The best thing I can say about this hobby of mine is that I can’t go very long without doing it, without thinking about it at least.  I wrote a song recently that started in my head on the way to work one morning.  I’d written about half the chorus during my 10 minute commute.  Then I worked all day, and when I got home, I had the whole chorus in about 5 minutes.  Then from that, I knew what I wanted the verses to include, content-wise, since this was a story-type song.  So, I made a few notes, and then all that was left was looking up a couple rhymes at rhymezone.com (free rhyming dictionary online) and writing a bridge.  After about 20 minutes, I had the whole song typed up in a word document.  What I’m really glad about was remembering my morning thoughts.  I can’t tell you how many times I’ve had great ideas and lines for a song in my head just from thinking in my car, but no recorder or pen and paper to write them down, then forgot them, and they’re lost forever.  All I remembered was that I wanted to remember the great song ideas, but when you wait too long, it’s all over.

The beauty of this hobby is, you can always write more, even when you lose a song.  My memory ain’t what it used to be, but that’s why a big part of my time spent on songwriting is actually typing the lyrics and typing the chords once I have those figured out.  So, with this song, I already had one of those things they call a dummy melody in my head.  Just reading the words to myself in my head made me envision the music, since the lyrics were intentionally written with a certain meter in mind – you know – close to the same number of syllables in each line and so forth.  I never have trouble picking a key, due to my limited vocal range, so then it was just a matter of getting out the guitar and finding some chord changes that worked.  Typing up the lyrics is the key, because after I do that and just read them to myself, I can “hear” in my mind where the chord changes will be.

Sometimes I will even type an X above the word or syllable where the chord would be strummed throughout the song.  Then I’ve got lyrics, and where the chords are to be played, and all that is left is choosing those chords.  Typically, certain chords in a song in a certain key go well with each other – you know, those “chord family” deals.  Sometimes though, you can go outside those rules and still make it work.  This song was one of those.  So, after about 10 more minutes, I had the chords nailed down and I just reach over the guitar in my lap to type those on the lyric document.  I’m lazy, so I only put the chord letter symbols in the first verse, chorus and bridge, knowing they repeat for subsequent sections.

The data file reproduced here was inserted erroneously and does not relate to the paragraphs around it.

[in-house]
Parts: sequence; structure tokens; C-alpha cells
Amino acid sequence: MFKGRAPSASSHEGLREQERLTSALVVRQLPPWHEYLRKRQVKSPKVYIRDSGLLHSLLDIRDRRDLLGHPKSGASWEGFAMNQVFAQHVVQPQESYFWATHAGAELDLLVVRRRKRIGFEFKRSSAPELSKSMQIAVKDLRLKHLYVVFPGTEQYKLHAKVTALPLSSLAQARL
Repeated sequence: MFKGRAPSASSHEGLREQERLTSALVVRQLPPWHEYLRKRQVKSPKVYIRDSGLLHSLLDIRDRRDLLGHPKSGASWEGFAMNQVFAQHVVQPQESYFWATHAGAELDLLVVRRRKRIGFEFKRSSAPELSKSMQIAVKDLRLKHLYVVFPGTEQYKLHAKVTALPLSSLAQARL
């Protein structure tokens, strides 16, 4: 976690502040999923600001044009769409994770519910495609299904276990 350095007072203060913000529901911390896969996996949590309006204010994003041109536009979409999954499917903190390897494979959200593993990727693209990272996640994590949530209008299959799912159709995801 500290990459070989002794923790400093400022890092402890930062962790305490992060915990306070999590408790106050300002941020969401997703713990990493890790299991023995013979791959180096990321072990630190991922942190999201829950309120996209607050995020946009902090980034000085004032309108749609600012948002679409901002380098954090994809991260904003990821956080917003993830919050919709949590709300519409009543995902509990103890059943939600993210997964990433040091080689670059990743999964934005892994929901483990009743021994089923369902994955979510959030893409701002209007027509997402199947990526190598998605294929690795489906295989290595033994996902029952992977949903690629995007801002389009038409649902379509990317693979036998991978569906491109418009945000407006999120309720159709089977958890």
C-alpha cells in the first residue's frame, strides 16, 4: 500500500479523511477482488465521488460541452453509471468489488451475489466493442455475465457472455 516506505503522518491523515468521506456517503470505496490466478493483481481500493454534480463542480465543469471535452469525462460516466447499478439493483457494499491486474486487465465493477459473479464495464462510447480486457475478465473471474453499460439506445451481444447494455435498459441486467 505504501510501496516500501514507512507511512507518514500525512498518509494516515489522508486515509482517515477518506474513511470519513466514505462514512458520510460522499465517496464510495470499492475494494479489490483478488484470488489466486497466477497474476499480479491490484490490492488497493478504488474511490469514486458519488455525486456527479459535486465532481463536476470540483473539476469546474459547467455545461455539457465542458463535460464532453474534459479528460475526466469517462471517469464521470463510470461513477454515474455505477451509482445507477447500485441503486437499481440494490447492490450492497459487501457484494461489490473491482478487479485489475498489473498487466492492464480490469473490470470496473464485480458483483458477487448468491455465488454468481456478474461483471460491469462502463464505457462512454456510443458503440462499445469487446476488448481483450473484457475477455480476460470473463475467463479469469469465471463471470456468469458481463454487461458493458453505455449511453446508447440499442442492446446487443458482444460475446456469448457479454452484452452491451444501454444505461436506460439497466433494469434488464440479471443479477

The next step was to hit record on my cassette recorder I use for first takes.  I recorded it once all the way through, rewound, then listened back, when I discovered a few little things to tweak pronunciation-wise and arrangement-wise, then made those adjustments to my document and hit record again.  This time, when I listened back, it was exactly how I envisioned it that morning in my car.  Keeper, done with the songwriting part.  Now, when I get (make) time to record next in my digital multitrack software on my computer with microphones and everything, I’ll do that again, and separately record bass, drums, etc.  That’s another thing – you can “hear in your mind” what instrumentation is appropriate for the song as well, very early when writing it.  So, there I had a finished song in maybe 45 minutes.  It will probably take me, for this particular one, about another hour to get the final studio recording done.  So, yeah, about 2 hours per song, start to finish is not too far off from the time spent.

I release a new album of 13 songs every two years, so it’s like one every two months.  It’s usually a an hour or so on a weeknight, a couple nights per week on average, and then about two Saturdays per month for longer recording sessions where I crank out two songs in three hours or so.  Some songs don’t come so easy, and those are the ones that don’t end up being that great.  All of the above is fun for me.  It’s literally a blast, and if I go a month or so without doing any of the above, I get a little bummed out from missing it.  That should give you a glimpse into what the time spent is like for people like me who consider themselves songwriters.  If you look at it this way, it’s a fairly large part of my lifestyle, and I’m thankful I’m able to do it, whether I sell any records or not!  